Joseph Li Shan was ordained as bishop of Beijing nearly a year and a half ago with support from the Vatican. But since taking the position, Chinese faithful have become concerned over his public rhetoric in which he expresses support for independence from the Holy See.
According to the news agency Asia News, the bishop recently gave a sermon where he called on the faithful to “love the fatherland and love the Church.” That phrase is meant to emphasize that the loyalty to the Church comes second to the Communist Party. It was coined by the government-founded Chinese Catholic Patriotic Association, an organization created more than 50 years ago to ensure that Chinese Catholics remain loyal to Beijing, not to Rome.
What is unclear is whether these comments are Bishop Shan’s own words or whether he is reading them under political pressure from the government. During the past few months, the pressures have been increasing.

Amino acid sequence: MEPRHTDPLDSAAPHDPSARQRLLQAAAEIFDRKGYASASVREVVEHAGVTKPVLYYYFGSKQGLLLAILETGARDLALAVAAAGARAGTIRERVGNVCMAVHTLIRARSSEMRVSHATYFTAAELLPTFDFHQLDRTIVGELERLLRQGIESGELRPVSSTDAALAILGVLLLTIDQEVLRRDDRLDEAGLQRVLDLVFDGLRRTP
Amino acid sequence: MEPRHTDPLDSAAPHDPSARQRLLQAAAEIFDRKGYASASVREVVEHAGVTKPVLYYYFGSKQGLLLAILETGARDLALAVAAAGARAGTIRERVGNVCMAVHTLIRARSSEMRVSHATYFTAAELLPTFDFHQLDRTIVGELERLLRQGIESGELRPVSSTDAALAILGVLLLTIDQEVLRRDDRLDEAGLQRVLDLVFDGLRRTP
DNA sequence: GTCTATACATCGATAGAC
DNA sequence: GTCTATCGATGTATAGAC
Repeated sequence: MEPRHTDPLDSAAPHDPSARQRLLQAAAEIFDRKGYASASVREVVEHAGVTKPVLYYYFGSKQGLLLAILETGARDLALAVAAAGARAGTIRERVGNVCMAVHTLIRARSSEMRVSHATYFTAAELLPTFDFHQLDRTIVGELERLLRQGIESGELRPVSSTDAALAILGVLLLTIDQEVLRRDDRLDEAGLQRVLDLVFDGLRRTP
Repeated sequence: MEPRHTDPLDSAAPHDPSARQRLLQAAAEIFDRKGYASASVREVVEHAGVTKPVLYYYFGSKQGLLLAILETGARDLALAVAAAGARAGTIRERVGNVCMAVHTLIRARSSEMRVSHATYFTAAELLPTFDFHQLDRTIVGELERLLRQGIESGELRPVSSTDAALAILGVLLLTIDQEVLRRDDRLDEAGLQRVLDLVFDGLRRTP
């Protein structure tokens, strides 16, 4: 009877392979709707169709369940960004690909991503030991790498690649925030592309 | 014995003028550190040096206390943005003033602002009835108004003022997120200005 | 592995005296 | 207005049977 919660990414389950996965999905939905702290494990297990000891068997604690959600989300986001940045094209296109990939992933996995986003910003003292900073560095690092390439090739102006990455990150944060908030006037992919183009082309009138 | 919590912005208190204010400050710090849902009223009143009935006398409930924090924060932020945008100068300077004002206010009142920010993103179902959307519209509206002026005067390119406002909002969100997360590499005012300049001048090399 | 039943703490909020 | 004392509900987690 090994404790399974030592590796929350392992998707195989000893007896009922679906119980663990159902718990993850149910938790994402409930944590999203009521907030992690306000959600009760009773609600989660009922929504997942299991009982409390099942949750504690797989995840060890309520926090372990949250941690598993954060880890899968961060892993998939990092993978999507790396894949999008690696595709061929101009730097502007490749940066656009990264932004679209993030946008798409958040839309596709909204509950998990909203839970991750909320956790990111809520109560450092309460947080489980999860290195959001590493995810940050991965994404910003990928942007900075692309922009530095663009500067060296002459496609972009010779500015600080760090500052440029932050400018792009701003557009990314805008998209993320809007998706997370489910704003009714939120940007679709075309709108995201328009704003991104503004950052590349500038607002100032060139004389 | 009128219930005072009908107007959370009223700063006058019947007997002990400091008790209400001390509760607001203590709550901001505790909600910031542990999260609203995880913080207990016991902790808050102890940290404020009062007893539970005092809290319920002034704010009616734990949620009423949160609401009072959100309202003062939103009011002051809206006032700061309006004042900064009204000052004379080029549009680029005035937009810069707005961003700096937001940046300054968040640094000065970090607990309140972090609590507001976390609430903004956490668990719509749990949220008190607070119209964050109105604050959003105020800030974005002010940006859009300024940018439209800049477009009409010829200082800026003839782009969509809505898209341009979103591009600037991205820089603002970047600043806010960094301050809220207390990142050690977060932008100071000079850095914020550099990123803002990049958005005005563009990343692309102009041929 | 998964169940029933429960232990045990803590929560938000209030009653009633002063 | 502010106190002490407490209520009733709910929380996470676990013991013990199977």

The allegiance of Catholics to Rome or Beijing is a sore point between the Vatican and the Chinese government.
In the Pope’s letter to Chinese Catholics published in June of 2007, he reminded that the Patriotic Association’s principles of independence and autonomy regarding the Church were “incompatible with Catholic doctrine.”
A year later, Vatican Secretary of State Tarcisio Bertone sent another letter to Chinese bishops. Bertone stressed the importance of the bishops being in communion with the Pope and themselves. He also urged Chinese bishops to demand the right to meet as a group and freely discuss issues amongst themselves free of any outside interference.